OCTOBER 10, 2004
 Cover Story
 Personal Finance
 BT Special
 Back of the Book

Q&A: Montek Singh Ahluwalia
The celebrated Deputy Chairman of the Planning Commission speaks to BT Online on the shape of post-liberalisation planning to come. What prompted his return to India, what exactly is the Commission up to, what panchayats mean to India's future, and yes, the relevance of Planning in the market era.

Of Mice...
Mouse-click yourself any which way in cyberspace; why net-surfing plans are such a drag.

More Net Specials
Business Today,  September 26, 2004
Job No. 1

For the 46-year-old president of Contract Advertising, Colvyn Harris, Indian advertising can't get any bigger and more challenging than this. For, as CEO-designate of the country's numero uno advertising agency, JWT India, Harris, a JWT lifer (Contract is a JWT affiliate), not only steps into the shoes of ad legends such as Subhash Ghosal and Mike Khanna, but more importantly has one of the toughest jobs in the industry: bringing the otherwise strategically strong agency back into the creative reckoning, where it seems to have lost out sometime ago to rivals such as Ogilvy & Mather and Lowe India. Those who know Harris admit that Khanna, who retires end of this year, couldn't have picked a better man for the job at hand. Now, Harris only has to prove them right.

Infrastructure Forever

Less than six months after he led an en masse resignation of top executives at IDFC, Nasser Munjee is back to his first love: the infrastructure business. This time around, though, he won't be funding projects, but advising on a whole range of related issues. His new job: Advisor to the infrastructure practice of consulting firm KPMG. "I don't want to get into full time corporate life and have no control over time," says Munjee, 52. He's also a director on the boards of 15 companies in India, besides being a member of the Planning Commission's consultative committee for urban change. Did he say he'd retired?

Last Man Standing

In an era of agency consolidation, Sam Balsara is like a fierce fighter. He's not just staying his ground, but raring for a good fight. "Everyone in the world does not subscribe to the consolidation view," says the CMD of Madison Communication. Going by his list of clients-Coca-Cola, McDonald's and Airtel, among others-Balsara's performance as a solo artist is impressive. But there's a problem: "conventional media is delivering low returns on advertising", says Balsara. So Madison has added an in-film advertising and film marketing division in the form of Teamworks Film Production & Events. That's the seventh new line of business Madison has added after media, creative, outdoor, rural, pr and retail. Play on, Sam.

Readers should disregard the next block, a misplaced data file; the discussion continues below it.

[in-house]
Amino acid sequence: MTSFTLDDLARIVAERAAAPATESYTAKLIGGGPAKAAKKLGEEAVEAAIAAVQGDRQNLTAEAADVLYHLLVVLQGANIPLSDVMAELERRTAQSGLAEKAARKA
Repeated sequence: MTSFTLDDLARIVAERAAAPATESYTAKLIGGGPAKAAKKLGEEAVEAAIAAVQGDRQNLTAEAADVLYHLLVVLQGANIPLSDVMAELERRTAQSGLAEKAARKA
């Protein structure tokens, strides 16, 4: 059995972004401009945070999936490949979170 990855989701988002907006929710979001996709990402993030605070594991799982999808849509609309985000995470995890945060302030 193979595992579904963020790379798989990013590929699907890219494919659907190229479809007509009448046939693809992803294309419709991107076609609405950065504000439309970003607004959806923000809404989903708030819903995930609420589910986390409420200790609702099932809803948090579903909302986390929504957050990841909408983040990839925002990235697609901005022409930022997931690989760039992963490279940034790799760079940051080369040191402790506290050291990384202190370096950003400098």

Circle of Trust

A son-in-law making it to the pa-in-law's board as a director is usually a "nudge-nudge, wink-wink" moment for corporate imps. But little of that accompanied Manish Kejriwal's appointment to Bajaj Auto's board past fortnight. Why? Because Kejriwal, son-in-law of Bajaj Auto's CMD Rahul Bajaj, is not just a former partner of McKinsey & Co., but also currently the Managing Director of Temasek Holdings Advisors India. Says Bajaj: "Manish is an outstanding professional and his induction is part of our plans to infuse fresh and young blood on our board. He just happens to be my son-in-law." A smart move, either way.

Time Out

For somebody who's done a stint at Lehman Brothers (as an analyst), the world of publishing must seem as time out. But Smiti Ruia, the 20-something daughter of Essar Group Vice Chairman Ravi Ruia, says she's serious about Time Out-no, not the break, but the city magazine of the same name she's launched in Mumbai. "Publishing is a creative activity but at the same time it's a business," she says. Having been an avid reader of Time Out, published by the London-based Time Out Group in 51 cities across 35 countries, at Stern School in New York and the London College of Printing, Ruia saw an opportunity in the Mumbai market. But are Mumbai readers as cool as Man-hattan's? She'll soon find out.




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